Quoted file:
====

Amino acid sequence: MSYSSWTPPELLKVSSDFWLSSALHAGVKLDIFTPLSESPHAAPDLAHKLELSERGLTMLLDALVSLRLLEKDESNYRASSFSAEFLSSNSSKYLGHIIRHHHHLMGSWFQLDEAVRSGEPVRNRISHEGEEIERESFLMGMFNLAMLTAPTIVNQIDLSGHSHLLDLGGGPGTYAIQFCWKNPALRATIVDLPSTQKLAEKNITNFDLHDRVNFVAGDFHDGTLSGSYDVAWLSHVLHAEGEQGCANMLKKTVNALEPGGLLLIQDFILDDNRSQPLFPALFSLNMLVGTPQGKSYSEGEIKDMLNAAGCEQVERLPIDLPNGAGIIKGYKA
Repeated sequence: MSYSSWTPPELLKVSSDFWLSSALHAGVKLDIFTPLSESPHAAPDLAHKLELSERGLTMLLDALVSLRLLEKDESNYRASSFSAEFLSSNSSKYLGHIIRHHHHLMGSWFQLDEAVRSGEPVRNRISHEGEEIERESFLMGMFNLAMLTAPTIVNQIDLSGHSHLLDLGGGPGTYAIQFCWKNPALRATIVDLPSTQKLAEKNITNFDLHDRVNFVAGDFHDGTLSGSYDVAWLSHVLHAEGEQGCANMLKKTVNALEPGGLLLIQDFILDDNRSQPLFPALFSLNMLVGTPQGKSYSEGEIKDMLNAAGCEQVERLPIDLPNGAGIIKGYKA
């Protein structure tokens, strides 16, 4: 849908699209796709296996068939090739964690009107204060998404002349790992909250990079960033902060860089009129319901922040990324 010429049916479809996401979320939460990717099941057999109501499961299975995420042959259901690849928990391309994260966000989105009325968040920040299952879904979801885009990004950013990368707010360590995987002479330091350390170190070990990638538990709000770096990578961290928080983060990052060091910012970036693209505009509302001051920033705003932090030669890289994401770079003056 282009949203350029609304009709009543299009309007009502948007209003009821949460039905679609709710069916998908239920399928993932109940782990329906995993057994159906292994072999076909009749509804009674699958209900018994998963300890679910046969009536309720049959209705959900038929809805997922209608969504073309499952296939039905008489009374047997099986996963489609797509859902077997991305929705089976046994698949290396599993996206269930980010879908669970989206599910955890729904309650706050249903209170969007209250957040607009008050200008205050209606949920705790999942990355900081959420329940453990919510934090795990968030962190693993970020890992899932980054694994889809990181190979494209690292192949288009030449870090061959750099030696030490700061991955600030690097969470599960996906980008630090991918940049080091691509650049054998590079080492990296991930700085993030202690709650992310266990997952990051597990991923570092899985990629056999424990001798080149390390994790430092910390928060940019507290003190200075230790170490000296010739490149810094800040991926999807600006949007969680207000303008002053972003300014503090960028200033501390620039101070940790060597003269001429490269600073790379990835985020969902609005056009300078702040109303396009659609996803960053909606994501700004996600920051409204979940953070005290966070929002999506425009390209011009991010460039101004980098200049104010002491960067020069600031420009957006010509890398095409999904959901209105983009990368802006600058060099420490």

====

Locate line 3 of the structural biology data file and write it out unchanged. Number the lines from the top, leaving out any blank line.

């Protein structure tokens, strides 16, 4: 849908699209796709296996068939090739964690009107204060998404002349790992909250990079960033902060860089009129319901922040990324 010429049916479809996401979320939460990717099941057999109501499961299975995420042959259901690849928990391309994260966000989105009325968040920040299952879904979801885009990004950013990368707010360590995987002479330091350390170190070990990638538990709000770096990578961290928080983060990052060091910012970036693209505009509302001051920033705003932090030669890289994401770079003056 282009949203350029609304009709009543299009309007009502948007209003009821949460039905679609709710069916998908239920399928993932109940782990329906995993057994159906292994072999076909009749509804009674699958209900018994998963300890679910046969009536309720049959209705959900038929809805997922209608969504073309499952296939039905008489009374047997099986996963489609797509859902077997991305929705089976046994698949290396599993996206269930980010879908669970989206599910955890729904309650706050249903209170969007209250957040607009008050200008205050209606949920705790999942990355900081959420329940453990919510934090795990968030962190693993970020890992899932980054694994889809990181190979494209690292192949288009030449870090061959750099030696030490700061991955600030690097969470599960996906980008630090991918940049080091691509650049054998590079080492990296991930700085993030202690709650992310266990997952990051597990991923570092899985990629056999424990001798080149390390994790430092910390928060940019507290003190200075230790170490000296010739490149810094800040991926999807600006949007969680207000303008002053972003300014503090960028200033501390620039101070940790060597003269001429490269600073790379990835985020969902609005056009300078702040109303396009659609996803960053909606994501700004996600920051409204979940953070005290966070929002999506425009390209011009991010460039101004980098200049104010002491960067020069600031420009957006010509890398095409999904959901209105983009990368802006600058060099420490």